Now that Java has joined the Party, he feels it is even more important to set standards for others to follow. He had “greened” his business from the start, but he now sees the need to help others do the same.
Should Green business owners focus on becoming a more organized force within the party to help financially support party growth on a state and national level, I asked him.
“I think it’s absolutely the way we should go,” he said. “The problem comes when you start thinking about levels of donation per individual and how to compete on a national level against the corporate parties. They set the barrier ridiculously high. I mean the major candidates in the upcoming election will be raising a half a billion dollars – 500 million dollars in eighteen months! I won’t raise that in my life. To compete at that level is perhaps more expensive than can be managed with a maximum donor value.”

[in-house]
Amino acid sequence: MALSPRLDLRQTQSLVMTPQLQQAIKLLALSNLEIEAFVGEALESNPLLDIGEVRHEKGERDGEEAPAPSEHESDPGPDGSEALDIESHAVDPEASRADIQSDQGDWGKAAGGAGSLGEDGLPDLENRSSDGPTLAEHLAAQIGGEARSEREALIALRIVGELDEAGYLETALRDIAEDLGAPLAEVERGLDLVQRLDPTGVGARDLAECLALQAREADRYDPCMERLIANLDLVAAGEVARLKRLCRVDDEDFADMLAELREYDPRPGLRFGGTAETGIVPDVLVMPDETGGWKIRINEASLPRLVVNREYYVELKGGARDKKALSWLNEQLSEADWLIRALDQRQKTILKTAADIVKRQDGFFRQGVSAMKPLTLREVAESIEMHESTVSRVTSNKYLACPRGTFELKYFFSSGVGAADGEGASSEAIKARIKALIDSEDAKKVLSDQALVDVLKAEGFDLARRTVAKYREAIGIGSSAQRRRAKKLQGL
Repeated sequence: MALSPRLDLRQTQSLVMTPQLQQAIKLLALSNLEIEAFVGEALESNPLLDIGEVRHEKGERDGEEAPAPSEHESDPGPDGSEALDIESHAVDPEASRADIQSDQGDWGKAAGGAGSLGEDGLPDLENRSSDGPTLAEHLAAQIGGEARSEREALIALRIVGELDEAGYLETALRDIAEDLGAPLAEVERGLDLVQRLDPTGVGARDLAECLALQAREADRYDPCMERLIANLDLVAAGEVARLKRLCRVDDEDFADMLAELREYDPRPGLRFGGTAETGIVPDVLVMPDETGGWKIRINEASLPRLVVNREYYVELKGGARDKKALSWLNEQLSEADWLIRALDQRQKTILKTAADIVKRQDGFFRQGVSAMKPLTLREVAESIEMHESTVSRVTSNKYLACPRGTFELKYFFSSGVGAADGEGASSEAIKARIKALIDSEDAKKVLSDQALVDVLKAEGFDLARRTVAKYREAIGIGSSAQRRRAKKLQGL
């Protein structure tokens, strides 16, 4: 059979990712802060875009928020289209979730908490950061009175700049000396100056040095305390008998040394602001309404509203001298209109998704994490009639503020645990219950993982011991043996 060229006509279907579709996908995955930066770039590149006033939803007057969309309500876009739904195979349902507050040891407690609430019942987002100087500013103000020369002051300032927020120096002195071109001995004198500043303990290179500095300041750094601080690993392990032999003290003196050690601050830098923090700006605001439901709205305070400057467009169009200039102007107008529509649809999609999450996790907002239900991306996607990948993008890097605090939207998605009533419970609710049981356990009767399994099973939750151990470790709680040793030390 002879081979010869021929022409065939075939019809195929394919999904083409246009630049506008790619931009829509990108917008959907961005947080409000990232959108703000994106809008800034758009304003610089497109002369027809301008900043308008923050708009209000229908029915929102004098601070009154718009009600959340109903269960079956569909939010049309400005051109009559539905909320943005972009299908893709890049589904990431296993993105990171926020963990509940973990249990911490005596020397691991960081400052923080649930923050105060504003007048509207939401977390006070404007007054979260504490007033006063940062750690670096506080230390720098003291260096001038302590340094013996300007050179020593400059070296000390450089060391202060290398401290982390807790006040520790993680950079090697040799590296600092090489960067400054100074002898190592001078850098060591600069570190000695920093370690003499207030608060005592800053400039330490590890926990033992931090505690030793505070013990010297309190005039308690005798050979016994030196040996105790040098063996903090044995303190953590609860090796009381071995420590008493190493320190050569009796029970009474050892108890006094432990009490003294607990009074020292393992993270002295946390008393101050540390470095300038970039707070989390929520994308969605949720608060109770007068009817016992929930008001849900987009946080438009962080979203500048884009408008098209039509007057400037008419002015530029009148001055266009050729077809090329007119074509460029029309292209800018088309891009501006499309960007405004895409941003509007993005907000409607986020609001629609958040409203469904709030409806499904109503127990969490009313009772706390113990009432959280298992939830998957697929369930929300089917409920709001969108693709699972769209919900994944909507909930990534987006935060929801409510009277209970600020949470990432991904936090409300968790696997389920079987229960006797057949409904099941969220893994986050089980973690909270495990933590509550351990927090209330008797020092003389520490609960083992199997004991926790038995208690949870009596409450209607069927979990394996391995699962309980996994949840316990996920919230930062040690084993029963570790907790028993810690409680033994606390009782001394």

We talked about Green business changing the perception of what it is to be a businessperson. We agreed Green businesses could help get the message out by showing people in their communities an alternative to modern corporate behavior and structure. Java said he is interested in seeing Green businesses throughout the country help get the message out by advertising directly about Green candidates and issues.
As a caucus within the party, Green business owners could start a meaningful discussion about how best to utilize the skills and resources we bring to the Party. We can set an example of what “business” can be, and what it looks like when a moral compass and a little vision are added to the mix. We all talked about our desire to see a network form that would unite Green business owners nationwide and help Greens communicate with each other to help grow the party.
If you are interested in helping to form such a group or caucus, please contact email@example.com